Further adventures in animating uncertainty

17 Nov 2019 16:32 GMT

As I mentioned in my last post, I have been playing with uncertainty charts again. In that post, I wanted to simplify the task of creating animated bar charts so that I could easily create uncertainty bar charts with positive and negative values.

More recently, I have been exploring how the idea of animated uncertainty could be extended to other chart types. The following two experiments were inspired by suggestions from Paul Bolton and Harvey Goldstein.

Both examples are based on the same fundamental idea behind the uncertainty bar chart, which is to illustrate the statistical uncertainty in a set of estimates by generating alternative but equally plausible data using random values drawn from the error distribution for each estimate.

In these examples, I use estimates of the number of EU nationals living in the London Borough of Haringey, which are taken from the Annual Population Survey. These figures are published by the ONS in their regular statistical release on the population of the UK by country of birth and nationality.

Haringey is the borough where I live. There has been an increase in the number of EU nationals living in Haringey since 2004, but the precise extent of the increase is uncertain due to sampling error in the APS. Coincidentally, I was also a migrant to Haringey during this period (from Wales).

I have embedded screenshots of the new charts below, but please follow the links, or click the screenshots, to see the live animated versions.

Uncertainty line chart

The uncertainty line chart starts by showing the trend for the estimates as a line. Clicking on the chart generates alternative lines for the same estimates. Each line is drawn in sequence, and then fades gradually over time until it disappears. In this way the chart builds up a constantly evolving representation of the uncertainty in the estimates, showing the range of possible trends.

An uncertainy line chart showing different possible trends for growth in the number of EU nationals living in Haringey between 2004 and 2018

Uncertainty level chart

The uncertainty level chart takes a slightly different approach. In this chart, each horizontal line represents an estimate of the number of EU nationals living in Haringey in each year.

When you click on the chart, these lines move to newly generated random values, leaving a translucent shadow of the value in each case. Over time these shadows build up to represent the density of the error distribution: the more values drawn in a given region, the darker that region becomes.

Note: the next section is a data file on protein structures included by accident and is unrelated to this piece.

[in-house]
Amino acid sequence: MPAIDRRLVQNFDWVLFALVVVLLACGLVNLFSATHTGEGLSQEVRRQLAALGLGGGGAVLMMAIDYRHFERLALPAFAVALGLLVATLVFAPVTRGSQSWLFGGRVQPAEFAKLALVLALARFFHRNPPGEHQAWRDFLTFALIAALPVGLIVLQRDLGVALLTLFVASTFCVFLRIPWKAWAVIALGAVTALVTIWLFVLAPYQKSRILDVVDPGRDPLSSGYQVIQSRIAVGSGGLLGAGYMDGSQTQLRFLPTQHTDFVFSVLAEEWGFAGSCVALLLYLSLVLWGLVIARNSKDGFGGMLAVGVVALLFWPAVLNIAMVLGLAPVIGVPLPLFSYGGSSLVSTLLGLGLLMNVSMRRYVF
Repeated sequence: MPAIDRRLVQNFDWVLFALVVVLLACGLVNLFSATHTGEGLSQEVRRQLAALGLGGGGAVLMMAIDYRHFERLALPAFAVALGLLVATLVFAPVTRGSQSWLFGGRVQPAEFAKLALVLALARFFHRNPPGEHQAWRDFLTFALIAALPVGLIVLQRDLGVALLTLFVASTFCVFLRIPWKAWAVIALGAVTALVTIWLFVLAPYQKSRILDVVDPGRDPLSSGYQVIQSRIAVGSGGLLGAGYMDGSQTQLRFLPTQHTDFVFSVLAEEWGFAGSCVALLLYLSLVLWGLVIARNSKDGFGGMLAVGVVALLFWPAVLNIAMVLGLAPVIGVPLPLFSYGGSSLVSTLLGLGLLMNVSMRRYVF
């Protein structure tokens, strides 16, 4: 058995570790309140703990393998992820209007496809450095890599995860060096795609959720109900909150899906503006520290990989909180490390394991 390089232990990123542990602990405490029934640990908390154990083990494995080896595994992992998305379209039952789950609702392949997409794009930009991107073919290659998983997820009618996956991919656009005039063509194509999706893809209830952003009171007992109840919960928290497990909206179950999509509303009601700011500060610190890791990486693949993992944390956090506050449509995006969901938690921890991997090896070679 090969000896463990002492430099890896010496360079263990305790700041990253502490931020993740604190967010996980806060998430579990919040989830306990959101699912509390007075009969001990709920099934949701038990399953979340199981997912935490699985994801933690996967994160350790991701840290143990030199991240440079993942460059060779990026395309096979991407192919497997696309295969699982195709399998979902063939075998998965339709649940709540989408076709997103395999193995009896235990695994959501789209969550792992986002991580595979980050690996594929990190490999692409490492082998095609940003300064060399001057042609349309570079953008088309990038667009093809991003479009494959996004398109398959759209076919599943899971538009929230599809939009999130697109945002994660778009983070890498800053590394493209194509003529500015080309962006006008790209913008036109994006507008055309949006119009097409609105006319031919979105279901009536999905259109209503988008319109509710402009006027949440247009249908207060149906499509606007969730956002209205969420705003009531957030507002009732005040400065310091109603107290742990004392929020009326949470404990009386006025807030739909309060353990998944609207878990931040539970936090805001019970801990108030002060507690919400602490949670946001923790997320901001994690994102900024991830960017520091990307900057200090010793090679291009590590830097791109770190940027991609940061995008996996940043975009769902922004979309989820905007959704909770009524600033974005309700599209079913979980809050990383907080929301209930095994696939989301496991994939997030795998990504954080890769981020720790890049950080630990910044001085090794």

An uncertainy level chart showing the range of possible values for each estimate of the number of EU nationals living in Haringey in each year from 2004 to 2018

Like the animated bar charts, these charts show different trends that are equally likely given the uncertainty in the estimates. But unlike the bar charts, these versions also build up a visual representation of the overall degree of uncertainty.

In some respects, I quite like the epistemological terror that the bar charts can induce. Seeing a trend erased by variation is a useful antidote to the apparent solidity of numbers. But it does mean those charts are missing some important context, which is made explicit in these versions of animated uncertainty.

Animated Bars

29 Sep 2019 16:08 GMT

Over the summer I was experimenting with animated uncertainty charts again. A few people have suggested I should go back to this idea and explore it further. I started thinking about how to make a general purpose uncertainty chart and realised that an uncertainty bar chart is just a particular kind of animated bar chart. So I have written a JavaScript library for just this purpose.

animated-bars is a JavaScript library for creating animated bar and column charts in webpages. You can find the source code on GitHub and the Node module on npm. It lets you create a bar or column chart with some initial data and a configuration, and then update the chart with new values. Animated transitions between the values are handled automatically according to the settings in the configuration.

The library uses D3 to make the charts but offers a simple higher-level interface. However, some of the D3 selections that are used to build and run the charts are exposed in the chart objects, so you can use D3 to extend the behaviour of a chart if you wish.